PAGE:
Neighborhood Gate Request Rejected by Newberry Commission

Article Courtesy of  Alachua County Today


Published July 28, 2020


NEWBERRY – A petition by the Oak View Village Homeowners Association (HOA) to close Southwest 251st Way at Southwest 15 Avenue failed to pass during the July 13 Commission meeting. The HOA request specified placement of an unlocked gate across Southwest 251st Way as a means to deter speeding drivers.

Although the roadway is owned and maintained by the HOA, Oak View Village is not a gated community. Since the road has been open to public traffic, the City has the right to determine whether the road should be closed or continue to be open to non-residential traffic.

The potential road closure has been discussed at several previous City meetings. Oak View Village HOA President Naim Erched, Vice-President Sherry Starbird and other residents encouraged Commissioners to approve the gate, which Erched said he would open and close himself each day.

Planning and Economic Development Director Bryan Thomas made the initial presentation to Commissioners and recommended against approval of the gate as a traffic deterrent. The Alachua County Sheriff’s Office conducted a traffic study while school was still in session and their report did not support the HOA’s claim that cars were speeding through that section of the subdivision.

During discussion Erched said that the temporary gate would be in place for one year to see how that worked. If it worked well, he said the HOA would consider an electronic gate for the future. Commissioner Monty Farnsworth moved to approve the gate and his motion was seconded by Commissioner Rick Coleman. Although they both specified there would be no time period conditions, the city attorney pointed out that the resolution was written with language that the issue would be reviewed in two years.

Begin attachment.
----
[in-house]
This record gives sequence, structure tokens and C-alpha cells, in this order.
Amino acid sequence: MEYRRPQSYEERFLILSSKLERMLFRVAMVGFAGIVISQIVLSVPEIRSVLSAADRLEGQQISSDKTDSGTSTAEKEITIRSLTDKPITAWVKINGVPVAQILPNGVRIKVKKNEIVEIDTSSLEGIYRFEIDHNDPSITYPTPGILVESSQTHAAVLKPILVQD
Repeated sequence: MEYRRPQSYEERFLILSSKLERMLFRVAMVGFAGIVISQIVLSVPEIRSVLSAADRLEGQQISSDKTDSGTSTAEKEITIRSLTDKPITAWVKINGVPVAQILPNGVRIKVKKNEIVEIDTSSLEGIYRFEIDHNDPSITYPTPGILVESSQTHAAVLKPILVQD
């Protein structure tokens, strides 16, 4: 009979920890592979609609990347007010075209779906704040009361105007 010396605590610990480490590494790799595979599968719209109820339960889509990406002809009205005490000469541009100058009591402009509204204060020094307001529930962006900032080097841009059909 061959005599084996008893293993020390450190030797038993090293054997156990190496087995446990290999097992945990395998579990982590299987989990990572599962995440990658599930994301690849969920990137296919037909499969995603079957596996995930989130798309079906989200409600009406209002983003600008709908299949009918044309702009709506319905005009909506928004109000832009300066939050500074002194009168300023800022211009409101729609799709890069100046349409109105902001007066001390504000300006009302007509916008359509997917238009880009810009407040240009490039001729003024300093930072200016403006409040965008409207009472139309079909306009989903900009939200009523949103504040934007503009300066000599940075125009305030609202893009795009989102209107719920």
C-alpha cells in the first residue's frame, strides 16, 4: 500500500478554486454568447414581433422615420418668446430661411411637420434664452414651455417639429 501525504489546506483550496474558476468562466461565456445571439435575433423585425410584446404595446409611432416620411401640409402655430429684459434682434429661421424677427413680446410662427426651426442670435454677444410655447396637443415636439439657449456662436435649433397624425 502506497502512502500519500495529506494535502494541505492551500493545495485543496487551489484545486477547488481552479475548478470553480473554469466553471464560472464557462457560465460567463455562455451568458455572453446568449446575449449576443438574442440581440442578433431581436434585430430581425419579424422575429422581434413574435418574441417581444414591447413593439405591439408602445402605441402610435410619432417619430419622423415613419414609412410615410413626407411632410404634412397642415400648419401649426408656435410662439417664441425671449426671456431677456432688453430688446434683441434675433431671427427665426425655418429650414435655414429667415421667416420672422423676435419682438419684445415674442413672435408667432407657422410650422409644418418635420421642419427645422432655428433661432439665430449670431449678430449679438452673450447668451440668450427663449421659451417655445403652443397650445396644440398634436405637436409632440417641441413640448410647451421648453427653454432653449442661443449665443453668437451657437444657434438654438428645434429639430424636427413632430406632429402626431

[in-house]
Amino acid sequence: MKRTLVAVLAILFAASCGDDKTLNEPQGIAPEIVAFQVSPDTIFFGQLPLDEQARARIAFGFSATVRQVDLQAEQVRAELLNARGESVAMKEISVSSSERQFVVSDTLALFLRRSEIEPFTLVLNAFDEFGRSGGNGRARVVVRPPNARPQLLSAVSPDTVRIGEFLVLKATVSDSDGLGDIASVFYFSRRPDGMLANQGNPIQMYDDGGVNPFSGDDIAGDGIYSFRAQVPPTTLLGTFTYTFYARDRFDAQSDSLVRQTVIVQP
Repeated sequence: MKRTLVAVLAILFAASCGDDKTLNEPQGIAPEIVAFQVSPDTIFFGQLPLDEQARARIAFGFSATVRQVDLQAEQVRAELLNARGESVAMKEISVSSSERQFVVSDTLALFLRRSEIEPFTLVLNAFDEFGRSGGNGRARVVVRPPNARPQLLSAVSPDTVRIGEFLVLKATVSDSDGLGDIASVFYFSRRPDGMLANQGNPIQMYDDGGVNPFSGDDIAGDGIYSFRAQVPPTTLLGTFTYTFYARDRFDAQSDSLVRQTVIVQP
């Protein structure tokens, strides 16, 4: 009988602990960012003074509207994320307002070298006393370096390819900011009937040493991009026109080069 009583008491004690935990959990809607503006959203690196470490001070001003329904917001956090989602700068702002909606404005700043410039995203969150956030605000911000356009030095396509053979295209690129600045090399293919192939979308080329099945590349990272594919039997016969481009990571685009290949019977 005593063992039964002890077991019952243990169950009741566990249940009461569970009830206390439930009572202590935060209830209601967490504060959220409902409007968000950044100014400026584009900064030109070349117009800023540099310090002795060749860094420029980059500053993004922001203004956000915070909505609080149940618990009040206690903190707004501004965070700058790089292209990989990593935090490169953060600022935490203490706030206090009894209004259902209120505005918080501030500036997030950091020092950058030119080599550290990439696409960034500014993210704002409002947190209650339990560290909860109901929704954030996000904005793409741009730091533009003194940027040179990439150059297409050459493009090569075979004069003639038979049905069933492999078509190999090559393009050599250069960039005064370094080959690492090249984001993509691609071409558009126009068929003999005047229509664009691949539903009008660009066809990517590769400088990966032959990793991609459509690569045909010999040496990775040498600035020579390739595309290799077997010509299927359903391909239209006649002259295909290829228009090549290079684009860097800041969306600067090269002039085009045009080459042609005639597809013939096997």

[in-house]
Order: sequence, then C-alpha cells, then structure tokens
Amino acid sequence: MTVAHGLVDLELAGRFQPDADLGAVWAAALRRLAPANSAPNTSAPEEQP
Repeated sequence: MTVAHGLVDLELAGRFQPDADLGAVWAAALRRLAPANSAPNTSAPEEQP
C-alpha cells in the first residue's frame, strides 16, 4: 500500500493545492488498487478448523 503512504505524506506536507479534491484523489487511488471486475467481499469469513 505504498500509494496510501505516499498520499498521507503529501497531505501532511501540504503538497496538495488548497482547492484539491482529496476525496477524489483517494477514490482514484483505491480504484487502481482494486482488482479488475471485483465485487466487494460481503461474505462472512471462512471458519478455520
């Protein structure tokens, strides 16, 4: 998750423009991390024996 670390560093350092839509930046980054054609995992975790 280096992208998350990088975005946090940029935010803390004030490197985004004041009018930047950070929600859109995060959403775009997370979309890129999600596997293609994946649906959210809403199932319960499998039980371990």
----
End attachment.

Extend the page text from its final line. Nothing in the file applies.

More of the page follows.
Further discussion as to whether the time period should be six months, a year or some other sunset date confused the issue further. In addition, comments made by Thomas, Commissioner Rocky McKinley and a call in from the City’s Planning Board member Linda Woodcock all suggested that other ways to curb speeding should be employed prior to installing a gate.

All three suggested that speed limit signs be installed within the subdivision by the HOA along with the implementation of other traffic calming devices. Woodcock said that a traffic signal at that intersection may also be required. Considerations involving emergency vehicle turnaround space and emergency access were also discussed.

Additional concerns that the City was not following its own Land Development Regulations (LDRs), which could put Newberry in an untenable situation down the road, also impacted deliberations.

Following the lengthy discussion and comments by all concerned parties, the earlier motion and second were voted on with Commissioners Marden, McKinley and Coleman voting no, despite the fact that Coleman had seconded the motion earlier.

Rather than Commissioners suggesting other options, Mayor Jordan Marlowe suggested the HOA meet again and let the City know how they plan to proceed with traffic calming.